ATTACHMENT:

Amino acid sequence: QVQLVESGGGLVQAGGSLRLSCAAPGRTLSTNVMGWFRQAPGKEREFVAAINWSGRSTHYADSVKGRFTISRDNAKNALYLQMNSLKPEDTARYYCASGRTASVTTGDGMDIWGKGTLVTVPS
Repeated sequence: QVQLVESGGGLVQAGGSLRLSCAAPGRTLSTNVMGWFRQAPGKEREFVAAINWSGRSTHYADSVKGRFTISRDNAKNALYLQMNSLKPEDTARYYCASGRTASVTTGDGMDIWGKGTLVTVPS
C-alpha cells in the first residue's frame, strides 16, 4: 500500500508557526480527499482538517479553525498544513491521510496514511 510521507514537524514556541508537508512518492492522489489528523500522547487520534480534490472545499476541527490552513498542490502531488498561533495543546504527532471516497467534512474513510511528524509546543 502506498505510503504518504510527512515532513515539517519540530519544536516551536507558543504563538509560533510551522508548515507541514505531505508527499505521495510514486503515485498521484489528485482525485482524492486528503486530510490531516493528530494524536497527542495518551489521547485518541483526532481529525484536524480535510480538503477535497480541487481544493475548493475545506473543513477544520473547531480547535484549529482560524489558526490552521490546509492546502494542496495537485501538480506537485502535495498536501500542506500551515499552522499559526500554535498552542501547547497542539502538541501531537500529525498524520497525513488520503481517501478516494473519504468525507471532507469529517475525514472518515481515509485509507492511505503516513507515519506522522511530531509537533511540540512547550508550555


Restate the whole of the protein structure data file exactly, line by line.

Amino acid sequence: QVQLVESGGGLVQAGGSLRLSCAAPGRTLSTNVMGWFRQAPGKEREFVAAINWSGRSTHYADSVKGRFTISRDNAKNALYLQMNSLKPEDTARYYCASGRTASVTTGDGMDIWGKGTLVTVPS
Repeated sequence: QVQLVESGGGLVQAGGSLRLSCAAPGRTLSTNVMGWFRQAPGKEREFVAAINWSGRSTHYADSVKGRFTISRDNAKNALYLQMNSLKPEDTARYYCASGRTASVTTGDGMDIWGKGTLVTVPS
C-alpha cells in the first residue's frame, strides 16, 4: 500500500508557526480527499482538517479553525498544513491521510496514511 510521507514537524514556541508537508512518492492522489489528523500522547487520534480534490472545499476541527490552513498542490502531488498561533495543546504527532471516497467534512474513510511528524509546543 502506498505510503504518504510527512515532513515539517519540530519544536516551536507558543504563538509560533510551522508548515507541514505531505508527499505521495510514486503515485498521484489528485482525485482524492486528503486530510490531516493528530494524536497527542495518551489521547485518541483526532481529525484536524480535510480538503477535497480541487481544493475548493475545506473543513477544520473547531480547535484549529482560524489558526490552521490546509492546502494542496495537485501538480506537485502535495498536501500542506500551515499552522499559526500554535498552542501547547497542539502538541501531537500529525498524520497525513488520503481517501478516494473519504468525507471532507469529517475525514472518515481515509485509507492511505503516513507515519506522522511530531509537533511540540512547550508550555